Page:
VATICAN CITY (CNS) — The Vatican summit on child protection gave one survivor an unexpected chance to sit down with the Vatican’s top abuse investigator to tell his story, which includes being sued for defamation by a Peruvian archbishop.
Peruvian journalist Pedro Salinas, a former member of Sodalitium Christianae Vitae, was one of 12 representatives of survivors’ groups from around the world who met with the summit’s organizing committee Feb. 20 to tell their stories and share their expectations after years of suffering, grief and anger.
Among the committee members was Archbishop Charles Scicluna of Malta, who handles abuse cases as adjunct secretary of the Congregation for the Doctrine of the Faith.
Speaking with Catholic News Service Feb. 22, Salinas said he was surprised when asked to be among the survivors that addressed the committee given the fact that he suffered physical, not sexual, abuse.
Juan Carlos Cruz, a Chilean survivor, insisted that Salinas be present because the lawsuit filed against him and fellow journalist Paola Ugaz by Peruvian Archbishop Jose Antonio Eguren of Piura is “an example of the symptoms, of how bad the church is acting” toward survivors.
In his testimony to the organizing committee, which he shared with CNS, Salinas told the committee about “the physical and psychological abuses” he suffered at the hands of Luis Fernando Figari, who founded Sodalitium, a Catholic movement, in 1971.
An internal investigation concluded in February 2017 that Figari, who led the organization until 2010, and three other high-ranking former members, had abused 19 minors and 10 adults.
Like many survivors at the meeting, Salinas did not hold back on his criticism of the church’s handling of the abuse crisis and its treatment of survivors.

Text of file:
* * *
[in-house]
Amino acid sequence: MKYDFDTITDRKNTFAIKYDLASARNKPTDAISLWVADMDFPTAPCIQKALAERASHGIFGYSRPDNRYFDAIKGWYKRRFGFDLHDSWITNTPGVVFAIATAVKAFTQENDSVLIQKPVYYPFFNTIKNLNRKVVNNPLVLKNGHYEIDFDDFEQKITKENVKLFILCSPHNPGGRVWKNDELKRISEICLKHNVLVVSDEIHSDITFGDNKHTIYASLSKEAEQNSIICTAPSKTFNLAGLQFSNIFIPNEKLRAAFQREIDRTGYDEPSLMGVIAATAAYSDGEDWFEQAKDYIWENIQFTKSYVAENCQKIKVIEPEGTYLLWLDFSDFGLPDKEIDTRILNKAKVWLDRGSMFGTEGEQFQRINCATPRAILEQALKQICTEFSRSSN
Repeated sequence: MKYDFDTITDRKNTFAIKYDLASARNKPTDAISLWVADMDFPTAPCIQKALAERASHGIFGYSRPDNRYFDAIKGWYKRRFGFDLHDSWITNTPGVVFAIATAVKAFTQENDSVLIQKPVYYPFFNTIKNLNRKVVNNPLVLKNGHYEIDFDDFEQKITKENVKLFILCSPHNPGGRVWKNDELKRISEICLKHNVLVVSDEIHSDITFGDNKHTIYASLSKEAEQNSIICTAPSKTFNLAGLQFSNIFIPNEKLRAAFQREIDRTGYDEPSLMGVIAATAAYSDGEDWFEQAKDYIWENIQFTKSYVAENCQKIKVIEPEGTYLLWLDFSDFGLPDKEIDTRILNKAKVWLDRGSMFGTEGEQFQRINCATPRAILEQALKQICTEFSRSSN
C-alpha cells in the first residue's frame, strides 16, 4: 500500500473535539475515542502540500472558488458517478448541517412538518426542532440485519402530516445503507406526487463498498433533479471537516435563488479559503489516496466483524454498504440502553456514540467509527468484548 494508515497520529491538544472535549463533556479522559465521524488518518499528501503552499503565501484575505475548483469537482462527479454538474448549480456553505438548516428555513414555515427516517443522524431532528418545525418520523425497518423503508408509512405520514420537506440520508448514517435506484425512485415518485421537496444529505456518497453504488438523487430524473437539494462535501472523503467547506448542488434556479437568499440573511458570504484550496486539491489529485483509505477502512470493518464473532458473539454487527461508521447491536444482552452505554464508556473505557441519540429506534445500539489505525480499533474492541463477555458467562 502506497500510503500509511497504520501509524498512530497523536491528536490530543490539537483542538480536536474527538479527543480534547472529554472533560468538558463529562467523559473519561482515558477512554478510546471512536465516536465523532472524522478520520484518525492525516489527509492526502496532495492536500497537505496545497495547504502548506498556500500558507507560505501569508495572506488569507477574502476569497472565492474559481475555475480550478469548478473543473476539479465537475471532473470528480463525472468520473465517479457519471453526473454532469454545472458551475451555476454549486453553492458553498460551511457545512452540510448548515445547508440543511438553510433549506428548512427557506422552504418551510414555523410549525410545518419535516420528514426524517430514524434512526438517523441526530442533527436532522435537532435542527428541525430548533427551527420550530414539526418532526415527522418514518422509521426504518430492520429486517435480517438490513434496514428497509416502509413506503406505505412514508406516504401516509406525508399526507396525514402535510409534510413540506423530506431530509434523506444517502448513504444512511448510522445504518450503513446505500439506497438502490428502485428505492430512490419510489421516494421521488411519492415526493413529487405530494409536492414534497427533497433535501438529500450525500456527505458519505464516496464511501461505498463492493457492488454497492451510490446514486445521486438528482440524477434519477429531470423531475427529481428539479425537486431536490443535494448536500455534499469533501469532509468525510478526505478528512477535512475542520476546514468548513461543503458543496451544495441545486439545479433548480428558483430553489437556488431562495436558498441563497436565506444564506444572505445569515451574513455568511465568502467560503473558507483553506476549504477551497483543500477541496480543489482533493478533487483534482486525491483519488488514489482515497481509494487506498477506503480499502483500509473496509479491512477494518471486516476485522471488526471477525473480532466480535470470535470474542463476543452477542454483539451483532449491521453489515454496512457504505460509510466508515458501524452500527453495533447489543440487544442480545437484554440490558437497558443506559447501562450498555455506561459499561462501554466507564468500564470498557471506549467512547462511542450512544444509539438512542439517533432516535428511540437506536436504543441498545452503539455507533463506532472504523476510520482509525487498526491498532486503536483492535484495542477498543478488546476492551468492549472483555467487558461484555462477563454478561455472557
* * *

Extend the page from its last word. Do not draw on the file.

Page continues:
“The cover-ups were protected, and (Sodalitium), instead of being dissolved, continues to exist with cosmetic changes,” Salinas told the organizing committee. “Why does an organization that protects the cover-up of abuse still exist and with the endorsement of the church?”
Salinas also told the committee members that the lawsuit filed against him and his colleague by Archbishop Eguren compounded “the bland attitude of the church toward Sodalitium.”
Salinas and Ugaz co-authored a book titled, “Mitad Monjes, Mitad Soldados” (“Half Monks, Half Soldiers”), which detailed the psychological and sexual abuse, as well as corporal punishment and extreme exercises that young members of the organization were forced to endure.
Archbishop Eguren, a professed member of Sodalitium since 1981, filed a lawsuit against Salinas for defamation after he wrote a 2018 article accusing the prelate of having known about the abuses.
Salinas claims the lawsuit, though unrelated to his book, is an attempt to punish him for exposing abuse and corruption within Sodalitium.
“While the pope is thanking journalists who have investigated abuses, there is still an archbishop who is going after me,” Salinas told CNS.
Talking about the meeting Feb. 21 with the summit organizing committee, Salinas said that as the meeting was about to begin, he asked Archbishop Scicluna, “Do you know what you are about to face in a few minutes?”
“I really like Archbishop Scicluna because he said, ‘There is no other way to do it. I know that people are coming here angry, I know that they have long-held frustrations and that they are outraged. They have every right to say what they want,'” Salinas recalled.
Because of the abuse he and others suffered, Salinas said he is skeptical of any attempts to reform Sodalitium.
The Peruvian journalist cited a statement Feb. 20 by Sodalitium confirming that the Vatican’s supreme court had rejected a second appeal by Figari against a decision issued in January 2017 by the Congregation for Institutes of Consecrated Life and Societies of Apostolic Life.
Sodalitium said the congregation’s decision banned Figari from living with a Sodalitium community, participating in Sodalitium activities or contacting any Sodalitium member.
Salinas noted, however, that Sodalitium has never stated explicitly that Figari is no longer a part of the organization.
Nevertheless, Salinas said Pope Francis’ actions after visiting Chile in 2018 and publicly recognizing he was wrong to doubt survivors gave him a glimmer of hope.
“I saw a 180-degree change in Chile that made me say, ‘Wow!’ After that, all my criticisms against the pope disappeared, meaning I gave him the benefit of the doubt. I used to think he was just a man of words that didn’t get anywhere,” Salinas told CNS.
The Vatican summit, he said, was “very, very important.”